Paul Bellantone and Mary Jo Tomasini Are Looking Into the Future, and Want You to Do the Same
As the voice on the intercom announces that the 2018 PPAI Expo show floor is open, Paul Bellantone is sitting on the couch adjacent to the association’s booth. He’s excited about the way the show has gone so far. Both he and PPAI Board Chair Mary Jo Tomasini have used the word “buzz” to describe the general feeling on the show floor.
“There are a lot of metrics that we use to measure how the show’s been successful,” Bellantone says. “We have the feedback from our attendees and suppliers, but did it have the buzz that we hoped it would carry past the show itself? I feel like there’s a pretty good buzz on the show floor, so we’re feeling good about that.”
Just one day prior, PPAI announced that the association welcomed its 15,000th member. It’s a milestone Bellantone and Tomasini are proud of, but they say it’s the implication of the milestone that means more.
“It feels good because it means that we’re putting the value proposition into the marketplace that people are responding to,” he says. “But, every new member gives us more resources to be able to do the grow-and-protect part of our business—the advocacy work, the legislative work, the product safety work, educating buyers on our projects. It’s not just the numbers. The number is a milestone to reflect something, but those dollars actually get pumped back into the industry in order to do the work of the membership.”
“It’s really exciting,” Tomasini says. “We had our 10,000th member in 2011, so from 2011 to now we’re up to 15,000 members. That membership growth, we see it as a market share. Those people are already doing business as promotional products professionals, but now they understand the value of being members of the trade association.”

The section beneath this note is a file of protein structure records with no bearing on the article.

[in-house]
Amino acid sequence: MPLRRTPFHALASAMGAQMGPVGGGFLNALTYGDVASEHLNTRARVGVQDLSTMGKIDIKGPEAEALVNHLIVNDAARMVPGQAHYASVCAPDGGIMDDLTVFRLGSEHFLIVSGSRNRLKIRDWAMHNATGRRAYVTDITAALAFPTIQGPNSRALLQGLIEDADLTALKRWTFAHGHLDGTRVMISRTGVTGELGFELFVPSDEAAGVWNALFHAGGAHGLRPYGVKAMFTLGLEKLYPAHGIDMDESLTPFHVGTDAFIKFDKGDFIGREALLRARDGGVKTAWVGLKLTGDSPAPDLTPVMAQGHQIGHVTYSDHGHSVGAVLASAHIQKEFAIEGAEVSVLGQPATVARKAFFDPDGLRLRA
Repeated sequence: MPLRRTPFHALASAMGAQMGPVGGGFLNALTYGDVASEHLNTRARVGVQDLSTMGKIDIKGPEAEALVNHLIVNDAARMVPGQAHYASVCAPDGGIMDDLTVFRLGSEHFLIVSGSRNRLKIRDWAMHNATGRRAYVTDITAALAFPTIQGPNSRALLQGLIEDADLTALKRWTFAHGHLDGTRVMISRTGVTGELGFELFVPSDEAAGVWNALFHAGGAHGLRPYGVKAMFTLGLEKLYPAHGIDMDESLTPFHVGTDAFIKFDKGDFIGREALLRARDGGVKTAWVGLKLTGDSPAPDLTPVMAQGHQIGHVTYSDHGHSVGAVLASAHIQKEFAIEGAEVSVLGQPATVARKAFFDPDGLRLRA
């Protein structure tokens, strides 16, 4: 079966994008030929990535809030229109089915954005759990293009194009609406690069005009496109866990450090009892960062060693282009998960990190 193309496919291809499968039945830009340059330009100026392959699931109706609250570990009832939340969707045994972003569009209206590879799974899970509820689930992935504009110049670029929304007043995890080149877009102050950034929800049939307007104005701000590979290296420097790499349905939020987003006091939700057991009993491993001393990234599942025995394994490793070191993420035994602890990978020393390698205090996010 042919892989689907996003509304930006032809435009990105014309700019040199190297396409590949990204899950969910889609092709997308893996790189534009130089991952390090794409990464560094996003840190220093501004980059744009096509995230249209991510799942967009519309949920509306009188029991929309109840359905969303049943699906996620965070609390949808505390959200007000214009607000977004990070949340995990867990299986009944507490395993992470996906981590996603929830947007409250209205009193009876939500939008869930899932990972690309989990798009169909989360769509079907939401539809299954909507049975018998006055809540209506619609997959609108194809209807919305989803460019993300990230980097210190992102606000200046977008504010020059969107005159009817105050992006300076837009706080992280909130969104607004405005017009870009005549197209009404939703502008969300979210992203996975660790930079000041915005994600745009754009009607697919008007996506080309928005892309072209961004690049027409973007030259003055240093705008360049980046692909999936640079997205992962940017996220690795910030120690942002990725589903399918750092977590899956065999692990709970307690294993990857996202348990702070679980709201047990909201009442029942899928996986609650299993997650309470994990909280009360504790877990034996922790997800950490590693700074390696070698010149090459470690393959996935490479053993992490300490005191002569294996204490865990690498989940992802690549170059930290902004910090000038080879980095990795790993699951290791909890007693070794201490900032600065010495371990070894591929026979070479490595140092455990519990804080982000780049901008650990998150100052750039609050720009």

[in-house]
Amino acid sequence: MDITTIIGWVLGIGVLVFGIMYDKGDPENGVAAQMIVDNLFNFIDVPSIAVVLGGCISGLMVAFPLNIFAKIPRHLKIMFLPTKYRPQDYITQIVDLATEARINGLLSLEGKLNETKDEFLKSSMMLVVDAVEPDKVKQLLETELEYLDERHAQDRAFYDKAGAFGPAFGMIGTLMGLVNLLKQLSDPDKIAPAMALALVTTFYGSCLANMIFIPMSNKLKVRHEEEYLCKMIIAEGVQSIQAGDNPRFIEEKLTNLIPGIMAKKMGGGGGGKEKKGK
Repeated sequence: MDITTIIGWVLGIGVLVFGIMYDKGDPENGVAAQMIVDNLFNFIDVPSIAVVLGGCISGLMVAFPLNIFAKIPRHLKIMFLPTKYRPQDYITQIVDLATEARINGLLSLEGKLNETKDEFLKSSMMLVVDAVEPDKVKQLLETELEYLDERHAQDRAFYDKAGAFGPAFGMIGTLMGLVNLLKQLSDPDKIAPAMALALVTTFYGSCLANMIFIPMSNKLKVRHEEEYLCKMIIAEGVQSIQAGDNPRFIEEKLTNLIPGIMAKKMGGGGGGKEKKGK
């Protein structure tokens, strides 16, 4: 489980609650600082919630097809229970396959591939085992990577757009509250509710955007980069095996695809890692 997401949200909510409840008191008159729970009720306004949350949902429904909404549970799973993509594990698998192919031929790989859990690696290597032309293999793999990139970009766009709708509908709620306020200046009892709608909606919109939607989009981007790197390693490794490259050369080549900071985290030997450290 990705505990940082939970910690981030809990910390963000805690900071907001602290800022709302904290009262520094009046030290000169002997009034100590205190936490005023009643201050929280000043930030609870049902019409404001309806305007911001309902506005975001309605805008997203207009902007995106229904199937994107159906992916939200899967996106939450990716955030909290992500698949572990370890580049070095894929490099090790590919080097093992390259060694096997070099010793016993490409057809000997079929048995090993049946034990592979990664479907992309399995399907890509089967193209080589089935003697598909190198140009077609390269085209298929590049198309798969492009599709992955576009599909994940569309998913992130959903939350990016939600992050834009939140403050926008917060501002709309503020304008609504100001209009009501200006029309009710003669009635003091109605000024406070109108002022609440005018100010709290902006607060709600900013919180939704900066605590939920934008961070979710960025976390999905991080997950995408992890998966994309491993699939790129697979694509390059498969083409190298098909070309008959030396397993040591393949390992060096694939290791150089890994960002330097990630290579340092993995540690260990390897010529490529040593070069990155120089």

One of those values that Bellantone is stressing going into 2018 is the collective task of making members feel secure and comfortable with the rapidly changing world around them, in terms of business and beyond.
“I’m looking forward to helping members deal with change, and recognize that the ‘good old days,’ whatever it might mean to them, are over, and that they have to evolve to a different type of marketplace,” he says. “One that is demanding more, wants to pay less, and wants both of those things to happen quickly.”
To Bellantone, the most successful companies are the ones that offer competitive (not necessarily lowest) pricing, speed and a consultative approach. It’s the companies that find ways to address new problems their clients may have.
“It’s not a new message, but I think it takes on a new urgency,” he adds. “Because we’re no longer dealing with change, we’re dealing with an evolution. Things are happening so quickly. And they’re not happening in a linear format. And, sometimes, it’s even more difficult to decide exactly what is happening. So, we’re looking forward to finding ways to add value to our members. We think we can do that.”
PPAI is hoping to do that by putting a physical playbook that deals with change and preparing for an uncertain future into the hands of its members. The goal is to allow members to try new ways of doing business to achieve growth, rather than become stagnant or repeating past mistakes.
“My job is not to make it so you’re not uncomfortable,” Bellantone says. “It’s to make it so you’re comfortable with being uncomfortable. We’re uncomfortable in our personal lives, we’re uncomfortable in our consumer lives. We can’t suspend reality in this industry. We’re dealing with the same issues that are driving other things.”
Tomasini added that a lot of folks in the industry might see current evolutions, like the growth of e-commerce, as a phase or passing trend that doesn’t require their attention.
“I think that there’s still a whole contingency of people who are expecting things to go back to the way things used to be,” she says. “They’re thinking, ‘This is just a fad.’ We’re looking to help them understand that change is going to be constant, and that you have to be responsive to it.”
As Bellantone put it, today is already boring, and the association wants to join its members in looking toward the future together.
“Today is already here,” he says. “Let’s deal with it, but let’s look forward and really move this industry forward by not focusing on the way we’re doing it today or the way we did it yesterday. Let’s figure out a way to do it differently tomorrow. And I think the association has a role in making that happen.”
For more information on PPAI, visit www.ppai.org.